Transition from Nepal

Some students have a background, identity, interest, or talent that is so meaningful they believe their application would be incomplete without it. If this sounds like you, then please share your story.

Most ten year-olds have a themed birthday party, Minecraft, Disney princesses,shows, you name it. However, I had spent my birthday 18 hours on a plane, emotionally tense and sleep deprived.

Growing up, I wasn’t exposed to diverse groups of cultures and traditions likeI have been for the past seven years here in the US. I didn’t have the privilege of experiencing the cultural differences that the city of Lancaster alone provides and understanding them on a deeper level. Before, I only knew of one culture, one language, one lifestyle and that was Nepali. I was ten years old when I moved to the US. Now, the kids my age have a wider understanding of politics and pop culture, as well as current events around the world; whereas, when I was their age, I felt as if I’d been in the shadows regarding those topics. I only knew basic conversational English such as “Hi! How are you?” and “I’m fine. How are you?”. I didn’t understand giving high fives and hugs; everything was strange to me. Even now, the weather, the people, and the language are all still strange and will continue to be because none of it is what I was used to back in Nepal.

Still now, I find myself comparing America’s norms and traditions to what I knew in Nepal almost every other day. I consider myself lucky to have come to the U.S. the time that I did, when my communication abilities were still not fully developed and I still had time to learn as much as I have. I remember my teacher, Mrs. Frederick, who understood the situation I was in.She took the time out of her day, either during recess or lunch and she sat with me one-on-one to help me with my daily conversation skills. As I learned English, she would move my seat around so I had a chance to get to know everyone in my class and be friends with them. She also did this to get me out of my comfort zone and prevent me from sticking to my cousin, who was also in my class. When she discovered I was interested in music, she got me in the school chorus and orchestra. Although I didn’t continue participating in orchestra, I have been in the school chorus ever since.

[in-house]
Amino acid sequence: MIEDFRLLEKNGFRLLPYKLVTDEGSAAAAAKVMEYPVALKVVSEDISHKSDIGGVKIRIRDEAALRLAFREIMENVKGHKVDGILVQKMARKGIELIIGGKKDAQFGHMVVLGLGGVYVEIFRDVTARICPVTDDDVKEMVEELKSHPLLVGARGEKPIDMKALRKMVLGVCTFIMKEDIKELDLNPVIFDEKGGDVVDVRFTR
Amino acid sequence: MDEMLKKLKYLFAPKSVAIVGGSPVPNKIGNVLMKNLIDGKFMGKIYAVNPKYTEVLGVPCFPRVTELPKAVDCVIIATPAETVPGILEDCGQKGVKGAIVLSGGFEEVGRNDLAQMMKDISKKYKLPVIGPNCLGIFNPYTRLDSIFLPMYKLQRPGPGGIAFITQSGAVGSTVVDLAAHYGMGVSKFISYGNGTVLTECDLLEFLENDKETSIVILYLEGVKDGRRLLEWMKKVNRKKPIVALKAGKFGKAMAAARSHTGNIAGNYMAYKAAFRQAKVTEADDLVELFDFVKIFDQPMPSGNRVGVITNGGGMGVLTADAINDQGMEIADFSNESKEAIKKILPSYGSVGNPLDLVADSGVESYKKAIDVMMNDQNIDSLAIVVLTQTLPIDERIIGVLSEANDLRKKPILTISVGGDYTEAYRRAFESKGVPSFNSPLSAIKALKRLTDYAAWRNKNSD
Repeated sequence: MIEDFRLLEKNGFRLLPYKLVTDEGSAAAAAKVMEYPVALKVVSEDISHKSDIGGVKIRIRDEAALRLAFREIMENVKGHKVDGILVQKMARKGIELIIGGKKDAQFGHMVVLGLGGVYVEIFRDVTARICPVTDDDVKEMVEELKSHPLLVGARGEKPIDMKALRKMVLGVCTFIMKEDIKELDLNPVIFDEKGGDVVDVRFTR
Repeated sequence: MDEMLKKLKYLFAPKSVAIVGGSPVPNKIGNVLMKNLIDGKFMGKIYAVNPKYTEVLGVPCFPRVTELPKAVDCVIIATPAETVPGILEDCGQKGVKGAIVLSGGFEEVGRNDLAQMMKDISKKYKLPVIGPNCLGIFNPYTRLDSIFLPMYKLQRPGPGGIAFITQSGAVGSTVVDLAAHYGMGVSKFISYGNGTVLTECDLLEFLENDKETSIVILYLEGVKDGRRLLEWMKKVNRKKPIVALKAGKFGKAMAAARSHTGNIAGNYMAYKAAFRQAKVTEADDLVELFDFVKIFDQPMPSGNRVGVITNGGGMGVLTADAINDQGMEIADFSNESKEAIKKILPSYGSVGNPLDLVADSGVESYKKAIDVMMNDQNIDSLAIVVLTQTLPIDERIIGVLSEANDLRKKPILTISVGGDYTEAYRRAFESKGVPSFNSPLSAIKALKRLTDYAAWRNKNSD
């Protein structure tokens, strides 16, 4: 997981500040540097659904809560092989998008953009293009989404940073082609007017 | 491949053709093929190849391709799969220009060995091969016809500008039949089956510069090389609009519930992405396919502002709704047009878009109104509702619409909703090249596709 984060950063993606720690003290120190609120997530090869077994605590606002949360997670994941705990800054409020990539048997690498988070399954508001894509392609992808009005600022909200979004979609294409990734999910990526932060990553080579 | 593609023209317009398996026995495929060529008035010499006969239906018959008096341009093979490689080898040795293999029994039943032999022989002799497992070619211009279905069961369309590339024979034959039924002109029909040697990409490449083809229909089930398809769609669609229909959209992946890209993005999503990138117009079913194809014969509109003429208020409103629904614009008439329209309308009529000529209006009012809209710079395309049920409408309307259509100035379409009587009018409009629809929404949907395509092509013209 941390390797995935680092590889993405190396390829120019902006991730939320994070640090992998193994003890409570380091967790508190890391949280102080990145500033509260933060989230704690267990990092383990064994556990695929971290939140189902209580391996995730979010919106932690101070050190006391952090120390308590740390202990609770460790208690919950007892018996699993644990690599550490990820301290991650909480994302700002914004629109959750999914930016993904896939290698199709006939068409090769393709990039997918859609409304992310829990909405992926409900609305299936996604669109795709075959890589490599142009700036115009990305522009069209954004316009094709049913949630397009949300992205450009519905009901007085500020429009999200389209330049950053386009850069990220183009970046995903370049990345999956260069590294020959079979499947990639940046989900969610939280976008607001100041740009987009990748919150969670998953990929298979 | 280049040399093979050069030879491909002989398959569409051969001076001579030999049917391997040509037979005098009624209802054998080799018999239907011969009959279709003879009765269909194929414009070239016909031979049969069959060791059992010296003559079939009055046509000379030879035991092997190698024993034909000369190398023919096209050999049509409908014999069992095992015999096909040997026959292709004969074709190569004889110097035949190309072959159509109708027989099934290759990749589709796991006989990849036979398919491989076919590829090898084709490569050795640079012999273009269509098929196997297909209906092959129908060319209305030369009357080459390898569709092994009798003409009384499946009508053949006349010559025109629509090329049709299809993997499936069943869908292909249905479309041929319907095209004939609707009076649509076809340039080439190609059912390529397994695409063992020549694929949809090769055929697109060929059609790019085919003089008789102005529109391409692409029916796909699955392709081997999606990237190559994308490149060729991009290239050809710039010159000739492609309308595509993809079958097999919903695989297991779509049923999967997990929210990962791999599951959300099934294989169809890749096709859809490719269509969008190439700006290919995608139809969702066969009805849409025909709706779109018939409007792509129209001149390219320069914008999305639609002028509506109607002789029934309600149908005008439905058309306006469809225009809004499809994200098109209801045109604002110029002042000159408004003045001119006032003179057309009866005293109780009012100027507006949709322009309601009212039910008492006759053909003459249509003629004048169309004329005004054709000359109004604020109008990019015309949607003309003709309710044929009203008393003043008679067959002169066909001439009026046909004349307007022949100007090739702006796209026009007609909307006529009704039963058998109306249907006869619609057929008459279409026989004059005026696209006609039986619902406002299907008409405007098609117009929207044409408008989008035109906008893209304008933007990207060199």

Mrs. Frederick had also asked me to present to the school board to help me with my public speaking; I don’t remember many details, but I do know it was a great honor for me and made my parents proud. I consider that to be a great achievement. At the end of the school year, I remember she gave me a huge box of books and told me, “Sadi, I’ve put the books I saw you reading during the school year as well as ones that are similar to them in the box. You make sure you read all of them over the summer, alright?” and sent me away with a tearful hug. I ended up reading all of them and got placed in honors classes in middle school because of the level of reading I had achieved. Not only did I gain the privilege of being in honors classes, but I developed a love for reading. All thanks to my fifth grade teacher.

To this day, whenever my friends or teachers realize that I’ve only been in the country for seven years, they’re genuinely shocked. It’s a good feeling to have, considering how hard I’ve worked to get my language skills to be on the same level as the rest of the kids my age. In the end, I feel that I am forever indebted to Mrs. Frederick, for giving me the push I always knew I needed to survive in this strange new world that I am now a part of.

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